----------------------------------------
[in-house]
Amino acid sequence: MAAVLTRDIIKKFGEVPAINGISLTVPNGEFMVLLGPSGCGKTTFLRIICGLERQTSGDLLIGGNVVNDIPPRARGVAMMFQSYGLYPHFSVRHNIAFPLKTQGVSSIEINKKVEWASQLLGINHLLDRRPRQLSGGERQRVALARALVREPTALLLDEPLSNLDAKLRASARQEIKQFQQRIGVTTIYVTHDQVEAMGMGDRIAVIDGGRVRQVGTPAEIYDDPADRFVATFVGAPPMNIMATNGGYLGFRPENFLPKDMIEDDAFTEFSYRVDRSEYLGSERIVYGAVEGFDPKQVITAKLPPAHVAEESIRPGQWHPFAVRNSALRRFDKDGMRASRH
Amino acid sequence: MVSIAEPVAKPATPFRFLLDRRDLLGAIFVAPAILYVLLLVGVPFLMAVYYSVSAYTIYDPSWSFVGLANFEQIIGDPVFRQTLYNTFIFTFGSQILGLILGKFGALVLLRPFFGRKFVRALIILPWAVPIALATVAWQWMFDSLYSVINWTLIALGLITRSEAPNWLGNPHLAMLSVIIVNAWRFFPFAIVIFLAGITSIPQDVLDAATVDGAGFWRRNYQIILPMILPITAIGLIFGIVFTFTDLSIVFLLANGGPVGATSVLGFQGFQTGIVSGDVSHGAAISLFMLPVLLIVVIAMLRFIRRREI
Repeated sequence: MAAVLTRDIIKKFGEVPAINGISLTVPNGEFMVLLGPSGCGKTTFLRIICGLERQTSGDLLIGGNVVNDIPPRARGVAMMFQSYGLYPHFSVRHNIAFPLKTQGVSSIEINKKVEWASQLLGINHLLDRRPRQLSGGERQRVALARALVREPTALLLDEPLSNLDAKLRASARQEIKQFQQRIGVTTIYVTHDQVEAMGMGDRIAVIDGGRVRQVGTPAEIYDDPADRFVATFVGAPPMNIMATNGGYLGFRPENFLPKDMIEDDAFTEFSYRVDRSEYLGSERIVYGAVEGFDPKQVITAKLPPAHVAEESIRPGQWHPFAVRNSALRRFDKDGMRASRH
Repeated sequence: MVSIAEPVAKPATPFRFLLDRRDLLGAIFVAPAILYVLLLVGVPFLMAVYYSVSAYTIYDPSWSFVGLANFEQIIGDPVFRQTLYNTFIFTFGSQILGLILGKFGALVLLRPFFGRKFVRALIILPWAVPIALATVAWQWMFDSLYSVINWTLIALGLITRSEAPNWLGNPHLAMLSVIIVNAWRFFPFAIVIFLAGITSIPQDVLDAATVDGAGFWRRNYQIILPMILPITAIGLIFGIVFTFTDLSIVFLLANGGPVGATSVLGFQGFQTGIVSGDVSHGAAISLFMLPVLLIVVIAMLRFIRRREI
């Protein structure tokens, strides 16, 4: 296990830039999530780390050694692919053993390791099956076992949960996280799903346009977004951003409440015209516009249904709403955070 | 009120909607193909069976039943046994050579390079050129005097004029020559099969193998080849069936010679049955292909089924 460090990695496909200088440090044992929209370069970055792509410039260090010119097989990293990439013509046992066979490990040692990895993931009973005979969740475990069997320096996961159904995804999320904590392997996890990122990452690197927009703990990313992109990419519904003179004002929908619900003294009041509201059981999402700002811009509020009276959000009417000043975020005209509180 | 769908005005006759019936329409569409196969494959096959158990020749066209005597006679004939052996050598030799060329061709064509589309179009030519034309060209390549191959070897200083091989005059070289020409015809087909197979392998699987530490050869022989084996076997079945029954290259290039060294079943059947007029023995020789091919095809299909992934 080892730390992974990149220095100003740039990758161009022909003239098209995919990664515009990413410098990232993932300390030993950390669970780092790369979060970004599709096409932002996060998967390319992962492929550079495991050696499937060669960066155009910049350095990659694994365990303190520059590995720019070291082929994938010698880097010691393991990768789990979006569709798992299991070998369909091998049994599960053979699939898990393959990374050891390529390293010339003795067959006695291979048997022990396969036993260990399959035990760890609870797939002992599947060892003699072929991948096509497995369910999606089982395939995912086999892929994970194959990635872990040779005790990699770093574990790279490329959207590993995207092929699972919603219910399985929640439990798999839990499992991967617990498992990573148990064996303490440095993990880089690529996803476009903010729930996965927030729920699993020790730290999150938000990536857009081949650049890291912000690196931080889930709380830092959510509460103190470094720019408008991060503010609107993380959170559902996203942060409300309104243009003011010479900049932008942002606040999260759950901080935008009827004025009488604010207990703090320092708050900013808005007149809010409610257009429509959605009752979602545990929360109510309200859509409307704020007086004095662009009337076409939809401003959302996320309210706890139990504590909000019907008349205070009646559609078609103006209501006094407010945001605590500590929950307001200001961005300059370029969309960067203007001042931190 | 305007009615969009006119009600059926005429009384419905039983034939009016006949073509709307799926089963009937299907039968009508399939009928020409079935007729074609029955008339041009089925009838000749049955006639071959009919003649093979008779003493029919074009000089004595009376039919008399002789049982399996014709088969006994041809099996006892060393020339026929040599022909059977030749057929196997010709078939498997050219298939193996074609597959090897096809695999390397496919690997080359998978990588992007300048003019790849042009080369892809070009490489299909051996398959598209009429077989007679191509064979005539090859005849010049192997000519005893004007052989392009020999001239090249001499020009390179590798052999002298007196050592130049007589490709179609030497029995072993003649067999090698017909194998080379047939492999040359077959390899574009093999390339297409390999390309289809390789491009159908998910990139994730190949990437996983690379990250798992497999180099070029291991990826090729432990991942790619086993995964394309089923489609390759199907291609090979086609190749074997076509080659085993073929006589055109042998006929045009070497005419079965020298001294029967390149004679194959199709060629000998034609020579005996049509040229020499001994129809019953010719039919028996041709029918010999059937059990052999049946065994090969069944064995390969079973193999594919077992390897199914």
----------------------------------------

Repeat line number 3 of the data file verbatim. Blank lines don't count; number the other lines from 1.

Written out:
Amino acid sequence: MVSIAEPVAKPATPFRFLLDRRDLLGAIFVAPAILYVLLLVGVPFLMAVYYSVSAYTIYDPSWSFVGLANFEQIIGDPVFRQTLYNTFIFTFGSQILGLILGKFGALVLLRPFFGRKFVRALIILPWAVPIALATVAWQWMFDSLYSVINWTLIALGLITRSEAPNWLGNPHLAMLSVIIVNAWRFFPFAIVIFLAGITSIPQDVLDAATVDGAGFWRRNYQIILPMILPITAIGLIFGIVFTFTDLSIVFLLANGGPVGATSVLGFQGFQTGIVSGDVSHGAAISLFMLPVLLIVVIAMLRFIRRREI